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Sunday, May 02, 2010

Challenging Myself

Although the bulk of my work still lies in painted feathers (and probably always will), lately I've been pushing myself to play more with canvas.  Many friends at shows over the last several years have been encouraging me to do so, but I resisted... until last Autumn.

I started with that 16x20 of The Auld Man and His Flock (sheep on the Trotternish in Scotland) and learned SO much from that one.  For the past 20 years feathers have been my canvas and I know how acrylic paints behave on such a support.  They glide on and blend easily for me... I've learned how to handle the brush so the barbs of the feather won't split.  But canvas?  That's a whole different animal!  Feeling still too intimidated with oils, as for an acrylic painter it's rather like learning a new language, I kept to acrylics in painting The Auld Man.  And I learned how thirsty canvas is in comparison to feathers... and that one really should use Gesso before painting on canvas!  Lessons learned!  Obviously I don't Gesso a feather!

I'm about 2/3 through my second experiment on canvas, and I'm finding this time it's going a bit easier.  Along with using Gesso (what a difference!) I'm also using underpainting more as well as a lot more glazing to achieve the desired effects.  Acrylics dry so quickly, so glazing in layers and details over this much larger surface is immensely helpful.  I'm applying some of the things I've learned from Robert Walton and LeRoy Jesfield in the two classes I've taken with them.  Bob's class was in oils, but LeRoy's class was in acrylics and because of him I learned you can apply the same glazing techniques as you do in oils.  I think it's made a big difference in my painting.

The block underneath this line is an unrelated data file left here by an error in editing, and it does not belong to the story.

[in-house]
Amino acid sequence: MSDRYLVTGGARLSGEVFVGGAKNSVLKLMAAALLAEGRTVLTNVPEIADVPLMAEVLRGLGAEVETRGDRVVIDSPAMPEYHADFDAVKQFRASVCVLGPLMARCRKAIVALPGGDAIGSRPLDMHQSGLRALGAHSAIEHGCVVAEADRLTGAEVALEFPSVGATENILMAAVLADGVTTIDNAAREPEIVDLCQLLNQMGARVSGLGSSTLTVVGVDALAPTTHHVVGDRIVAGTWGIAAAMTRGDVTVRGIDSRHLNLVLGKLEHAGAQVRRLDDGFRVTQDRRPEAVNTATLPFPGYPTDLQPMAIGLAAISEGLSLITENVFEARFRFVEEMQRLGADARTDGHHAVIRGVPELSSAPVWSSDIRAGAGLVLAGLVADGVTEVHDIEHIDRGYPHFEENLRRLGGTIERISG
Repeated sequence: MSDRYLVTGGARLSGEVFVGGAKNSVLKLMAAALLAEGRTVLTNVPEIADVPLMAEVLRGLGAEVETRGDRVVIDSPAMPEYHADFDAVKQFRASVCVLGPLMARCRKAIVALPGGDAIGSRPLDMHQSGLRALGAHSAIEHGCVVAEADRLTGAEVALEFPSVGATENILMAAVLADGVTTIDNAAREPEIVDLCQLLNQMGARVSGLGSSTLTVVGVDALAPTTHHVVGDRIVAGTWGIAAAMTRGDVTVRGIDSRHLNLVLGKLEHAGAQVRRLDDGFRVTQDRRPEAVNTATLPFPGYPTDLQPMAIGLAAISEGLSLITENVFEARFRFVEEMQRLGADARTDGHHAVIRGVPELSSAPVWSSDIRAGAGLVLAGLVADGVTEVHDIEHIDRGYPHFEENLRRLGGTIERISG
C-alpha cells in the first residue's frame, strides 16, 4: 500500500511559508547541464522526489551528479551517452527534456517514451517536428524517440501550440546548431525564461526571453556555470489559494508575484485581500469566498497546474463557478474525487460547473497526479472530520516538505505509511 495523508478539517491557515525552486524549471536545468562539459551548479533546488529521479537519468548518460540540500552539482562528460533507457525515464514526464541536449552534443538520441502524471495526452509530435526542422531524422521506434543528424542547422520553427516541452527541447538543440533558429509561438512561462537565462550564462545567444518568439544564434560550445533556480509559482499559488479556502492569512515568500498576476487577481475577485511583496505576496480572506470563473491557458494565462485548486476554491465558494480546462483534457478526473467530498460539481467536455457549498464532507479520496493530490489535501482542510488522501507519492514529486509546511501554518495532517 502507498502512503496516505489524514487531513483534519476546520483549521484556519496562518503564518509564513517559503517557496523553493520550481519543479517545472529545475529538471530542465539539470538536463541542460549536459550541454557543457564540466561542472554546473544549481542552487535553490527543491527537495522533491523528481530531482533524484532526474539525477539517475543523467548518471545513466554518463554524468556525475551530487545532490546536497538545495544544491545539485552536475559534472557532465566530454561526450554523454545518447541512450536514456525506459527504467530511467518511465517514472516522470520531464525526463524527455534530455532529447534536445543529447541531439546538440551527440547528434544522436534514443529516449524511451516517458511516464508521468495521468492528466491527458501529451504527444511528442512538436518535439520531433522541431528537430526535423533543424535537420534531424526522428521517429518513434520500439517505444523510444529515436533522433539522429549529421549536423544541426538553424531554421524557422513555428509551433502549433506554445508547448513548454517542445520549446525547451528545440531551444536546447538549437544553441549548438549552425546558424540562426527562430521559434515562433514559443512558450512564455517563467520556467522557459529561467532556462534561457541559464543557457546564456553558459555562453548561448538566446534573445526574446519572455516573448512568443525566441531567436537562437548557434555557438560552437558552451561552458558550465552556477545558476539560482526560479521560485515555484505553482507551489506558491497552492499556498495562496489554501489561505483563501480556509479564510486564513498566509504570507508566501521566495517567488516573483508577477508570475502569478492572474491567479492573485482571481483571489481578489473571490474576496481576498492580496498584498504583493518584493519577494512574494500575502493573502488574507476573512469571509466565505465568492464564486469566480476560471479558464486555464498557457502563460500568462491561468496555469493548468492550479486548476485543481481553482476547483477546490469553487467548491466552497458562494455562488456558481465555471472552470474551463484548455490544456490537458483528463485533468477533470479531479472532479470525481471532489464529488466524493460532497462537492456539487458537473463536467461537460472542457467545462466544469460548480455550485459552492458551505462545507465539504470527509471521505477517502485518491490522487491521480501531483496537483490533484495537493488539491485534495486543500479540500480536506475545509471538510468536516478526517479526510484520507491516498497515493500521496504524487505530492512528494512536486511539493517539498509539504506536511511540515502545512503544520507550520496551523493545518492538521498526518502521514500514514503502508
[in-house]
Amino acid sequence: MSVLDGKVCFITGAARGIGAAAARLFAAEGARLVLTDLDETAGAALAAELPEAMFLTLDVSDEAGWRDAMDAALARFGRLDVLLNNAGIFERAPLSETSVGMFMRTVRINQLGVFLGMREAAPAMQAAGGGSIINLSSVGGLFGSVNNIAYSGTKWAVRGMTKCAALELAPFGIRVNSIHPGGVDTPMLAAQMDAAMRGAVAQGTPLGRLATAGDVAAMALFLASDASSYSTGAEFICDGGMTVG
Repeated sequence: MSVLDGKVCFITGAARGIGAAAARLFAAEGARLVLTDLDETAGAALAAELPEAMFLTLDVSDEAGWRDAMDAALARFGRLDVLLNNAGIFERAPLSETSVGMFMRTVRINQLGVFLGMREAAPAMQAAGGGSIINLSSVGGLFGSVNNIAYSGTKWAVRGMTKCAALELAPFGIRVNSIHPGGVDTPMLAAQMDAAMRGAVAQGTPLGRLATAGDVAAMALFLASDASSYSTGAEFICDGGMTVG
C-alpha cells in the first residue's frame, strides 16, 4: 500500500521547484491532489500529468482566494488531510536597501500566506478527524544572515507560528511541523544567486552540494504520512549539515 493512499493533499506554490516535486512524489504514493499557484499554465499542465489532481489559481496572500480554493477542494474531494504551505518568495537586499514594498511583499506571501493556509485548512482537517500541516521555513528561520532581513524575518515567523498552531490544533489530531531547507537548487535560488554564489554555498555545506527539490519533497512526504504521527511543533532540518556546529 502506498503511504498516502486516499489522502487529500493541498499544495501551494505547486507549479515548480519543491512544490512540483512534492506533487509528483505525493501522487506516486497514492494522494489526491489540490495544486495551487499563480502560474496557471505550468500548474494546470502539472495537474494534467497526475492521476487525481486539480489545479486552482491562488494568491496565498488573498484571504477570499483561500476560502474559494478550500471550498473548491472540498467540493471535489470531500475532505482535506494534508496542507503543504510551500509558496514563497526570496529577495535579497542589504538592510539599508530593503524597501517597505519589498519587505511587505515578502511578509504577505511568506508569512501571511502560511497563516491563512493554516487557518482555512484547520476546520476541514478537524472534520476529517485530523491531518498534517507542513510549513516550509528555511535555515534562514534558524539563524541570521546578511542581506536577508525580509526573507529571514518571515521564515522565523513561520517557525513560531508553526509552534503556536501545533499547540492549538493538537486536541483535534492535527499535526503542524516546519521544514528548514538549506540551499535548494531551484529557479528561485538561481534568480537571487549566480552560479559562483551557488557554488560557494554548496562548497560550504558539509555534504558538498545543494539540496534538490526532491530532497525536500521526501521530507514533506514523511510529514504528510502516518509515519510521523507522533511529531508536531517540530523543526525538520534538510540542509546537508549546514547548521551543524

Eilean Donan Castle. Progress photo. 16x20 acrylics on canvas

I still have a fair amount of work to do on this one, but it's coming along.  The bridge will have as much detail worked into it as the castle does.  The midground, foreground, and left side of the castle still need work as of the taking of this photo, but since then the castle has been completely finished and just the mid and foreground are yet to be completed.

This is being painted from my own photo.  I was very fortunate to have been camped nearby in Glenshiel where I could come and visit the castle first thing in the morning.  I was also blessed with a stunning sunny morning too - with the early morning sun at my back, I got several great reference photos from which to work.

I'll be coming back to this castle.  I hope to return to Scotland in 2012, this time with my teenaged son in tow.  We plan to climb the Cuillin Mountains next time.  Exploring this beautiful country will be such a fantastic experience for my son, and I am very much looking forward to returning.

1 comment:

Dyche Designs said...

Wow, what a great piece. Wish I had your level of skill.